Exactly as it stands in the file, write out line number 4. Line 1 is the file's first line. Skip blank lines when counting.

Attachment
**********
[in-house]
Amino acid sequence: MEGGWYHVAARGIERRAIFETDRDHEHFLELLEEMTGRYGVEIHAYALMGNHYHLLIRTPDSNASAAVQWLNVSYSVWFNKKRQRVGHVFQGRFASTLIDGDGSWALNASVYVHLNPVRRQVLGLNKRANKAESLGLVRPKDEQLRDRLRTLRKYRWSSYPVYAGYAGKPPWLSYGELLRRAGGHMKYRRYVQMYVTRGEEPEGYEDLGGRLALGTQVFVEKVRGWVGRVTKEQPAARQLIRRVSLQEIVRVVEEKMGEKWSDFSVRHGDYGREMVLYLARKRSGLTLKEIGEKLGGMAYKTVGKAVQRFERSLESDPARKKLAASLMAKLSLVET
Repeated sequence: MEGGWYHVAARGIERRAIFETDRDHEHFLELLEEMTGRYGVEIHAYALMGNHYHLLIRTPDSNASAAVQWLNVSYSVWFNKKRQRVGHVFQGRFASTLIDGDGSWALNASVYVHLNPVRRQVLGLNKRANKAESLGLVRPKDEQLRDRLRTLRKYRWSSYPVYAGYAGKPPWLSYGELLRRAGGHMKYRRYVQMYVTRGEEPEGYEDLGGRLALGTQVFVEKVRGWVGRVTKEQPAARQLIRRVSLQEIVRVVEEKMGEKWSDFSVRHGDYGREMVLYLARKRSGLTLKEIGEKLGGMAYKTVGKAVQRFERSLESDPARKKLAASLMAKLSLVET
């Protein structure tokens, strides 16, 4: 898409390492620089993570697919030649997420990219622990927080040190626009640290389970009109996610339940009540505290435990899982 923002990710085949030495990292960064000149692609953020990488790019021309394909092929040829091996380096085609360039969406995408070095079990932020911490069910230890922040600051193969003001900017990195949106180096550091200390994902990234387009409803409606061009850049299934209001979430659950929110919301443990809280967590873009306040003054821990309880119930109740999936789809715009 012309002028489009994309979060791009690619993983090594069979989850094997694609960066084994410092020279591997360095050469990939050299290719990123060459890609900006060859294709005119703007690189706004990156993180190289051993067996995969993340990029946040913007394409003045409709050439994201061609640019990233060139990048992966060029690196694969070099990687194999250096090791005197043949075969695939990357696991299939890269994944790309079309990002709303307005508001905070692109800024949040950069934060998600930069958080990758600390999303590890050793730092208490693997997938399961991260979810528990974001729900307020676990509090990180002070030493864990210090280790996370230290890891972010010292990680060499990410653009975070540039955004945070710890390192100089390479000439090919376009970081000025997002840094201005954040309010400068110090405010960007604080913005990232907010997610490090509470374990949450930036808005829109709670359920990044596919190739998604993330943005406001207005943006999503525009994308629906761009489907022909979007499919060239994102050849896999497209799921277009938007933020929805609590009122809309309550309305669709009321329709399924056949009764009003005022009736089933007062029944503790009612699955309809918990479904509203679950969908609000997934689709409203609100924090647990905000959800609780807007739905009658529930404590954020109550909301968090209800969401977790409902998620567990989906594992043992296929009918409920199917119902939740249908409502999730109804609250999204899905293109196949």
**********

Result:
């Protein structure tokens, strides 16, 4: 898409390492620089993570697919030649997420990219622990927080040190626009640290389970009109996610339940009540505290435990899982 923002990710085949030495990292960064000149692609953020990488790019021309394909092929040829091996380096085609360039969406995408070095079990932020911490069910230890922040600051193969003001900017990195949106180096550091200390994902990234387009409803409606061009850049299934209001979430659950929110919301443990809280967590873009306040003054821990309880119930109740999936789809715009 012309002028489009994309979060791009690619993983090594069979989850094997694609960066084994410092020279591997360095050469990939050299290719990123060459890609900006060859294709005119703007690189706004990156993180190289051993067996995969993340990029946040913007394409003045409709050439994201061609640019990233060139990048992966060029690196694969070099990687194999250096090791005197043949075969695939990357696991299939890269994944790309079309990002709303307005508001905070692109800024949040950069934060998600930069958080990758600390999303590890050793730092208490693997997938399961991260979810528990974001729900307020676990509090990180002070030493864990210090280790996370230290890891972010010292990680060499990410653009975070540039955004945070710890390192100089390479000439090919376009970081000025997002840094201005954040309010400068110090405010960007604080913005990232907010997610490090509470374990949450930036808005829109709670359920990044596919190739998604993330943005406001207005943006999503525009994308629906761009489907022909979007499919060239994102050849896999497209799921277009938007933020929805609590009122809309309550309305669709009321329709399924056949009764009003005022009736089933007062029944503790009612699955309809918990479904509203679950969908609000997934689709409203609100924090647990905000959800609780807007739905009658529930404590954020109550909301968090209800969401977790409902998620567990989906594992043992296929009918409920199917119902939740249908409502999730109804609250999204899905293109196949």